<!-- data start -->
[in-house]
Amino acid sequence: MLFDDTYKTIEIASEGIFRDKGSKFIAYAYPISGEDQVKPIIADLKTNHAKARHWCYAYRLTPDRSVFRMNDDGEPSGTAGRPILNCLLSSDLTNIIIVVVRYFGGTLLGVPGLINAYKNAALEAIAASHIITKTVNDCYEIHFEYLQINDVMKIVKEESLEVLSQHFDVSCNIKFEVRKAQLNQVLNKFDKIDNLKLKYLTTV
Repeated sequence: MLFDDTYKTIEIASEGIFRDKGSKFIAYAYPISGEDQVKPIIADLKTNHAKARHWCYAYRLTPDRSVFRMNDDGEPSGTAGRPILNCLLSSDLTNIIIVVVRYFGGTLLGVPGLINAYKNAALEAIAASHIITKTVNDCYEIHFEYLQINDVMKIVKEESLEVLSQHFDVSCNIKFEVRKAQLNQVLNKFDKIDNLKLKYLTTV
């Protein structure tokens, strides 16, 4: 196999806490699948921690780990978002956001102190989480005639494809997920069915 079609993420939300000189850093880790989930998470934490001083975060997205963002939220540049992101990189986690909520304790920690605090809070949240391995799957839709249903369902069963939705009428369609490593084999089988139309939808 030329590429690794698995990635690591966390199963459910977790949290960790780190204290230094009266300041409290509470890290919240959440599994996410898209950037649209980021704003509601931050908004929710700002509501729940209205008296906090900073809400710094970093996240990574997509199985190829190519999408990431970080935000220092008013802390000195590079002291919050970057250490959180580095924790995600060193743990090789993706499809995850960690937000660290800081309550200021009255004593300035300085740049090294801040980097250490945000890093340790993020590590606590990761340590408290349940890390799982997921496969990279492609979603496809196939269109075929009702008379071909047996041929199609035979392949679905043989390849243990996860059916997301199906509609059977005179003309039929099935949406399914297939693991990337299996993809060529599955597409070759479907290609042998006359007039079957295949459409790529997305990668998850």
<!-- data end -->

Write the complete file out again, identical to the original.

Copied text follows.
[in-house]
Amino acid sequence: MLFDDTYKTIEIASEGIFRDKGSKFIAYAYPISGEDQVKPIIADLKTNHAKARHWCYAYRLTPDRSVFRMNDDGEPSGTAGRPILNCLLSSDLTNIIIVVVRYFGGTLLGVPGLINAYKNAALEAIAASHIITKTVNDCYEIHFEYLQINDVMKIVKEESLEVLSQHFDVSCNIKFEVRKAQLNQVLNKFDKIDNLKLKYLTTV
Repeated sequence: MLFDDTYKTIEIASEGIFRDKGSKFIAYAYPISGEDQVKPIIADLKTNHAKARHWCYAYRLTPDRSVFRMNDDGEPSGTAGRPILNCLLSSDLTNIIIVVVRYFGGTLLGVPGLINAYKNAALEAIAASHIITKTVNDCYEIHFEYLQINDVMKIVKEESLEVLSQHFDVSCNIKFEVRKAQLNQVLNKFDKIDNLKLKYLTTV
């Protein structure tokens, strides 16, 4: 196999806490699948921690780990978002956001102190989480005639494809997920069915 079609993420939300000189850093880790989930998470934490001083975060997205963002939220540049992101990189986690909520304790920690605090809070949240391995799957839709249903369902069963939705009428369609490593084999089988139309939808 030329590429690794698995990635690591966390199963459910977790949290960790780190204290230094009266300041409290509470890290919240959440599994996410898209950037649209980021704003509601931050908004929710700002509501729940209205008296906090900073809400710094970093996240990574997509199985190829190519999408990431970080935000220092008013802390000195590079002291919050970057250490959180580095924790995600060193743990090789993706499809995850960690937000660290800081309550200021009255004593300035300085740049090294801040980097250490945000890093340790993020590590606590990761340590408290349940890390799982997921496969990279492609979603496809196939269109075929009702008379071909047996041929199609035979392949679905043989390849243990996860059916997301199906509609059977005179003309039929099935949406399914297939693991990337299996993809060529599955597409070759479907290609042998006359007039079957295949459409790529997305990668998850």